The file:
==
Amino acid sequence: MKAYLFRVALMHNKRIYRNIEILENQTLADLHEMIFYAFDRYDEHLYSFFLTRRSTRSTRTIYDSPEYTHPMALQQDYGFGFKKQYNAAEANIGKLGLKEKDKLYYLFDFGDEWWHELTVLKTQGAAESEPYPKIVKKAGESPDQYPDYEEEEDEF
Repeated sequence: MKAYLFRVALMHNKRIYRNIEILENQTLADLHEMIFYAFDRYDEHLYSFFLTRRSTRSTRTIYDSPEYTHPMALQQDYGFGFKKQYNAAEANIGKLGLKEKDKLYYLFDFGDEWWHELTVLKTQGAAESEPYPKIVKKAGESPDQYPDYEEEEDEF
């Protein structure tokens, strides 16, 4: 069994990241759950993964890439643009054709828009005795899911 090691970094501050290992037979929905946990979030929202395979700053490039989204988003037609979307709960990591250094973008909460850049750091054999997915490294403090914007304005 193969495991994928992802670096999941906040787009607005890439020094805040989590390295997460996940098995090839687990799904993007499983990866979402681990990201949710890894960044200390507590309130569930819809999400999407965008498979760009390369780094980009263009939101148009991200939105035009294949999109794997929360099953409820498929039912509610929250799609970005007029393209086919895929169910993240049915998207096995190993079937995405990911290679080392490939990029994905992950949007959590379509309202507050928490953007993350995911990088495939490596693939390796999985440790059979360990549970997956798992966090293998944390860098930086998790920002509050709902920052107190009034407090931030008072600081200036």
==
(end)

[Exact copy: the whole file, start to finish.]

Amino acid sequence: MKAYLFRVALMHNKRIYRNIEILENQTLADLHEMIFYAFDRYDEHLYSFFLTRRSTRSTRTIYDSPEYTHPMALQQDYGFGFKKQYNAAEANIGKLGLKEKDKLYYLFDFGDEWWHELTVLKTQGAAESEPYPKIVKKAGESPDQYPDYEEEEDEF
Repeated sequence: MKAYLFRVALMHNKRIYRNIEILENQTLADLHEMIFYAFDRYDEHLYSFFLTRRSTRSTRTIYDSPEYTHPMALQQDYGFGFKKQYNAAEANIGKLGLKEKDKLYYLFDFGDEWWHELTVLKTQGAAESEPYPKIVKKAGESPDQYPDYEEEEDEF
């Protein structure tokens, strides 16, 4: 069994990241759950993964890439643009054709828009005795899911 090691970094501050290992037979929905946990979030929202395979700053490039989204988003037609979307709960990591250094973008909460850049750091054999997915490294403090914007304005 193969495991994928992802670096999941906040787009607005890439020094805040989590390295997460996940098995090839687990799904993007499983990866979402681990990201949710890894960044200390507590309130569930819809999400999407965008498979760009390369780094980009263009939101148009991200939105035009294949999109794997929360099953409820498929039912509610929250799609970005007029393209086919895929169910993240049915998207096995190993079937995405990911290679080392490939990029994905992950949007959590379509309202507050928490953007993350995911990088495939490596693939390796999985440790059979360990549970997956798992966090293998944390860098930086998790920002509050709902920052107190009034407090931030008072600081200036």